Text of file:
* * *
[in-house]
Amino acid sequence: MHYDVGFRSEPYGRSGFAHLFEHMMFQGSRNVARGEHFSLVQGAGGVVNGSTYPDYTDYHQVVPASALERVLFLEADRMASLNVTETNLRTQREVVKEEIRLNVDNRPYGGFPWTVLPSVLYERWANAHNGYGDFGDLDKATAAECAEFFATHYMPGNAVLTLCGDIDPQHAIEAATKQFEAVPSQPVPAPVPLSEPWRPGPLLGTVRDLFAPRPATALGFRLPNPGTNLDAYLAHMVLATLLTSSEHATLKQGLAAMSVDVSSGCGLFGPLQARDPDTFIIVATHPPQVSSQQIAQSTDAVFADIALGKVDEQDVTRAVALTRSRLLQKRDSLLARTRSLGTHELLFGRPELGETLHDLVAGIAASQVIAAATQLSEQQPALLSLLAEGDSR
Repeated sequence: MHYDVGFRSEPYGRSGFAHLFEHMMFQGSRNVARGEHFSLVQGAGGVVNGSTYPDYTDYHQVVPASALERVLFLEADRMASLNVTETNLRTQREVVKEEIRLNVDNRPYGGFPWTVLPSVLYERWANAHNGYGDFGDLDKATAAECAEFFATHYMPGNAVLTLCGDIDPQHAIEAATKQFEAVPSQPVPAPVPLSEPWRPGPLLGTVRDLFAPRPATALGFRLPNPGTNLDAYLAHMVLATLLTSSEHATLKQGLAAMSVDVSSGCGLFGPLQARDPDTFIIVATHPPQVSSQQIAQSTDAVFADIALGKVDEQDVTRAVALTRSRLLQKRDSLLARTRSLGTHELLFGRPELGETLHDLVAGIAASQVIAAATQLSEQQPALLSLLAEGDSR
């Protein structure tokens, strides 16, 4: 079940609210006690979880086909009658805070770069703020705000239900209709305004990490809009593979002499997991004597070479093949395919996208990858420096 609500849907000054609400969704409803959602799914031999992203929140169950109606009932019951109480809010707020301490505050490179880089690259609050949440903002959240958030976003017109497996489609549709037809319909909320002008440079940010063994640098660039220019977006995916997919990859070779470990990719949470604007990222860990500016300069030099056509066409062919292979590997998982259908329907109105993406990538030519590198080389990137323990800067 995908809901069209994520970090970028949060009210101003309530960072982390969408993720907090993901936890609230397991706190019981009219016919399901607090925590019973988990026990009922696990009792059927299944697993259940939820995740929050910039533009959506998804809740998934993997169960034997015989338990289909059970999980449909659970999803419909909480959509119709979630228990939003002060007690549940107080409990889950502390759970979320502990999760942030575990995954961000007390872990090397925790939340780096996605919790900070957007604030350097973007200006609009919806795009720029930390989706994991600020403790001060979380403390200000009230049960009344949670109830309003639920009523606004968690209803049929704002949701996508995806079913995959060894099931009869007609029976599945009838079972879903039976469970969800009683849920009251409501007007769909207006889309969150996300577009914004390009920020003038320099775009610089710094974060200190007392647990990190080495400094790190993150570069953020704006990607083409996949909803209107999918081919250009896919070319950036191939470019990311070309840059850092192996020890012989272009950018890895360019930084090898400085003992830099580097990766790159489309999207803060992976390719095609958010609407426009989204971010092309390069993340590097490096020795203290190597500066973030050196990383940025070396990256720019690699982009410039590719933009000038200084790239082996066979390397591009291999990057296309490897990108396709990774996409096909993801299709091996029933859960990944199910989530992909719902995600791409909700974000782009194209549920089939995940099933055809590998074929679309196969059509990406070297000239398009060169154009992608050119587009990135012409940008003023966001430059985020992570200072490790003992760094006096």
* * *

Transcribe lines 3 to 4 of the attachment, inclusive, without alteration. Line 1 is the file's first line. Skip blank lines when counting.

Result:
Repeated sequence: MHYDVGFRSEPYGRSGFAHLFEHMMFQGSRNVARGEHFSLVQGAGGVVNGSTYPDYTDYHQVVPASALERVLFLEADRMASLNVTETNLRTQREVVKEEIRLNVDNRPYGGFPWTVLPSVLYERWANAHNGYGDFGDLDKATAAECAEFFATHYMPGNAVLTLCGDIDPQHAIEAATKQFEAVPSQPVPAPVPLSEPWRPGPLLGTVRDLFAPRPATALGFRLPNPGTNLDAYLAHMVLATLLTSSEHATLKQGLAAMSVDVSSGCGLFGPLQARDPDTFIIVATHPPQVSSQQIAQSTDAVFADIALGKVDEQDVTRAVALTRSRLLQKRDSLLARTRSLGTHELLFGRPELGETLHDLVAGIAASQVIAAATQLSEQQPALLSLLAEGDSR
């Protein structure tokens, strides 16, 4: 079940609210006690979880086909009658805070770069703020705000239900209709305004990490809009593979002499997991004597070479093949395919996208990858420096 609500849907000054609400969704409803959602799914031999992203929140169950109606009932019951109480809010707020301490505050490179880089690259609050949440903002959240958030976003017109497996489609549709037809319909909320002008440079940010063994640098660039220019977006995916997919990859070779470990990719949470604007990222860990500016300069030099056509066409062919292979590997998982259908329907109105993406990538030519590198080389990137323990800067 995908809901069209994520970090970028949060009210101003309530960072982390969408993720907090993901936890609230397991706190019981009219016919399901607090925590019973988990026990009922696990009792059927299944697993259940939820995740929050910039533009959506998804809740998934993997169960034997015989338990289909059970999980449909659970999803419909909480959509119709979630228990939003002060007690549940107080409990889950502390759970979320502990999760942030575990995954961000007390872990090397925790939340780096996605919790900070957007604030350097973007200006609009919806795009720029930390989706994991600020403790001060979380403390200000009230049960009344949670109830309003639920009523606004968690209803049929704002949701996508995806079913995959060894099931009869007609029976599945009838079972879903039976469970969800009683849920009251409501007007769909207006889309969150996300577009914004390009920020003038320099775009610089710094974060200190007392647990990190080495400094790190993150570069953020704006990607083409996949909803209107999918081919250009896919070319950036191939470019990311070309840059850092192996020890012989272009950018890895360019930084090898400085003992830099580097990766790159489309999207803060992976390719095609958010609407426009989204971010092309390069993340590097490096020795203290190597500066973030050196990383940025070396990256720019690699982009410039590719933009000038200084790239082996066979390397591009291999990057296309490897990108396709990774996409096909993801299709091996029933859960990944199910989530992909719902995600791409909700974000782009194209549920089939995940099933055809590998074929679309196969059509990406070297000239398009060169154009992608050119587009990135012409940008003023966001430059985020992570200072490790003992760094006096």